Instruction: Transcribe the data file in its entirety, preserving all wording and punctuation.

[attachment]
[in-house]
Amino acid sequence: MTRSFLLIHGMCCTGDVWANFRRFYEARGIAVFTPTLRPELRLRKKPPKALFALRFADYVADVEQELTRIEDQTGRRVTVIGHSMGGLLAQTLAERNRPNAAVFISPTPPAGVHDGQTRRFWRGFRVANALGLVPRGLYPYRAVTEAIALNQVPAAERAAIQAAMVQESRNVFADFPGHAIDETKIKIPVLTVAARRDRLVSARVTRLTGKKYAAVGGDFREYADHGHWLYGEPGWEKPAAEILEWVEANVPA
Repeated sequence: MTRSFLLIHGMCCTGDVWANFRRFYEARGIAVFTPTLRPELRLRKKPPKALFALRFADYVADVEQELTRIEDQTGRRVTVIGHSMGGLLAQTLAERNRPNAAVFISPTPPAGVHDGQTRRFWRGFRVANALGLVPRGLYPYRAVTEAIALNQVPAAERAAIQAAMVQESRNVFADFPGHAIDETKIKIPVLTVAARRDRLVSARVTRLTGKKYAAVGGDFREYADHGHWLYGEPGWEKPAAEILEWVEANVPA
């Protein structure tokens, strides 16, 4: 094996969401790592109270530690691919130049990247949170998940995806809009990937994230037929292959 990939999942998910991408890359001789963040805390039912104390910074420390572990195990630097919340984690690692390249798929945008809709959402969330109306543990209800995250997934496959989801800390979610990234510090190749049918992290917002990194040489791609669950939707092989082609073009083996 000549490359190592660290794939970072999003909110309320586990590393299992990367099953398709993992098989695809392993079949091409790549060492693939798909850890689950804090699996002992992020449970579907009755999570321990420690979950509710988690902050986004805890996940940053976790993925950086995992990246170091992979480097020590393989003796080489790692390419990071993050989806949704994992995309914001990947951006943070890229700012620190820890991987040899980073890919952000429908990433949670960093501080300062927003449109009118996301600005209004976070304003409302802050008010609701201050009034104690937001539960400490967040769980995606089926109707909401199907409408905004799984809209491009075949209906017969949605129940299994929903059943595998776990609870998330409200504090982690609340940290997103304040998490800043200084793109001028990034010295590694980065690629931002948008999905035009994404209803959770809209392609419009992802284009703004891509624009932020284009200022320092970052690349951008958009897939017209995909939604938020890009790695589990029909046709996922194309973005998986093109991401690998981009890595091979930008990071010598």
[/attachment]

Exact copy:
[in-house]
Amino acid sequence: MTRSFLLIHGMCCTGDVWANFRRFYEARGIAVFTPTLRPELRLRKKPPKALFALRFADYVADVEQELTRIEDQTGRRVTVIGHSMGGLLAQTLAERNRPNAAVFISPTPPAGVHDGQTRRFWRGFRVANALGLVPRGLYPYRAVTEAIALNQVPAAERAAIQAAMVQESRNVFADFPGHAIDETKIKIPVLTVAARRDRLVSARVTRLTGKKYAAVGGDFREYADHGHWLYGEPGWEKPAAEILEWVEANVPA
Repeated sequence: MTRSFLLIHGMCCTGDVWANFRRFYEARGIAVFTPTLRPELRLRKKPPKALFALRFADYVADVEQELTRIEDQTGRRVTVIGHSMGGLLAQTLAERNRPNAAVFISPTPPAGVHDGQTRRFWRGFRVANALGLVPRGLYPYRAVTEAIALNQVPAAERAAIQAAMVQESRNVFADFPGHAIDETKIKIPVLTVAARRDRLVSARVTRLTGKKYAAVGGDFREYADHGHWLYGEPGWEKPAAEILEWVEANVPA
């Protein structure tokens, strides 16, 4: 094996969401790592109270530690691919130049990247949170998940995806809009990937994230037929292959 990939999942998910991408890359001789963040805390039912104390910074420390572990195990630097919340984690690692390249798929945008809709959402969330109306543990209800995250997934496959989801800390979610990234510090190749049918992290917002990194040489791609669950939707092989082609073009083996 000549490359190592660290794939970072999003909110309320586990590393299992990367099953398709993992098989695809392993079949091409790549060492693939798909850890689950804090699996002992992020449970579907009755999570321990420690979950509710988690902050986004805890996940940053976790993925950086995992990246170091992979480097020590393989003796080489790692390419990071993050989806949704994992995309914001990947951006943070890229700012620190820890991987040899980073890919952000429908990433949670960093501080300062927003449109009118996301600005209004976070304003409302802050008010609701201050009034104690937001539960400490967040769980995606089926109707909401199907409408905004799984809209491009075949209906017969949605129940299994929903059943595998776990609870998330409200504090982690609340940290997103304040998490800043200084793109001028990034010295590694980065690629931002948008999905035009994404209803959770809209392609419009992802284009703004891509624009932020284009200022320092970052690349951008958009897939017209995909939604938020890009790695589990029909046709996922194309973005998986093109991401690998981009890595091979930008990071010598």